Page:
Chief Meteorologist Rich Thomas has seen a lot during his tenure at WSFA.
"I've seen a lot of radar innovation in my 30 years here," said Thomas.
But neither he, nor the rest of the weather staff have seen anything quite like the new dual polarity radar upgrade at the Birmingham radar.
"Dual polarity radar is a game changer for us in central and south Alabama. For those in this part of the state, we need it. We get everything…ice, snow and tornadoes. Dual polarization radar can help us assess all of those things," said Meteorologist Josh Johnson.
"We'll have many advantages using this dual polarization radar with the beam going out in the vertical and horizontal direction. We can determine a couple different things about what's going on in the clouds. We've been showing you reflectivity on the radar for years, that's the greens, yellows and oranges showing up on how hard it's raining. Now we have something called differential reflectivity. All that means is that with the dual polarity radar scanning the sky, it's actually able to see the shape of the raindrops so we can tell how large the drop sizes are," Meteorologist Jeff Jumper said.
"This will give us an enhanced ability to tell the difference between ice pellets, snowflakes and raindrops so we can paint a more accurate picture about what type of precipitation is falling where you live," Johnson said.
And it's already had some practical applications in Alabama.
We're looking at some of this data coming in, and it was indicating that some sleet was falling in the Alexander City area on February 13th. So we sent a request out to some of the viewers in the region and sure enough there was some ground truth to that. Folks in the Alex City area were coming back and saying ‘yeah we've got some sleet falling right now,' and it was actually being supported by this new data coming in from the dual polarization radar," said Meteorologist Eric Snitil.
And the applications don't end there.
"So now if you're the National Weather Service and you're about to issue a warning, and maybe you're not quite sure if you want to issue a tornado warning or not issue a tornado warning. You have a certain set of clues you're looking at. Now with dual polarity, you have even more clues. And not only more clues, but more conclusive information on whether you may have a tornado on the ground," Thomas said.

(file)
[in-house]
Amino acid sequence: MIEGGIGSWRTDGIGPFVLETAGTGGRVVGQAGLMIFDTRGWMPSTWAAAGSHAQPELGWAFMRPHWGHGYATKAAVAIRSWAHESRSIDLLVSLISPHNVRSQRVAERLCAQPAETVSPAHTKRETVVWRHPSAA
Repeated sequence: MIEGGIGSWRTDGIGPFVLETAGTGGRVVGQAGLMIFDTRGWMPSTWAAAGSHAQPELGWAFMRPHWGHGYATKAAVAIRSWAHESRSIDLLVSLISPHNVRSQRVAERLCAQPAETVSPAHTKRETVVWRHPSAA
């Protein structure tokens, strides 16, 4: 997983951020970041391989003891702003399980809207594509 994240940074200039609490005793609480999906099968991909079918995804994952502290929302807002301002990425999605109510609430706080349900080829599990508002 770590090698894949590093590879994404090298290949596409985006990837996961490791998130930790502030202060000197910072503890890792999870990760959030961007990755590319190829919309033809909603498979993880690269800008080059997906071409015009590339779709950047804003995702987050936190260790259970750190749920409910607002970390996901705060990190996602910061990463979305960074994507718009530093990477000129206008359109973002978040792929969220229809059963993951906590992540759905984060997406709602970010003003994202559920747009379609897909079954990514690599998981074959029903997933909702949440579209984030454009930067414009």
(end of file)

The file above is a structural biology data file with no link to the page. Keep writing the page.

"The thing you have to realize is there are a lot of thunderstorms that rotate. That does not mean they're producing a tornado and that does not mean they will produce a tornado. So there's that fine line that we have to walk and that the National Weather Service has to walk on a regular basis when issuing these tornado warnings. When we start talking about dual polarization data, we can see the debris being lofted up into the air from a tornado…because frankly straight line winds don't do that, they don't loft anything up into the air. Only a tornado- producing storm is going to do that. The fact we can now see that thanks to dual polarization is going to change the game forever. Especially in a state like Alabama where tornadoes are our number one concern weather-wise, to be able to know with full confidence that we're looking at a tornado on the ground, the kind of damage it's doing and where it's doing it is going to be huge," Snitil said.
"The forecaster that's going to be issuing the tornado warning now has a better set of information and is sure that we have a tornado on the ground. So I think you're going to see that the warning process is a whole lot better with dual polarity," Thomas said.
The technology is new and the uses are still being explored. The applications known today may just be the tip of the iceberg.
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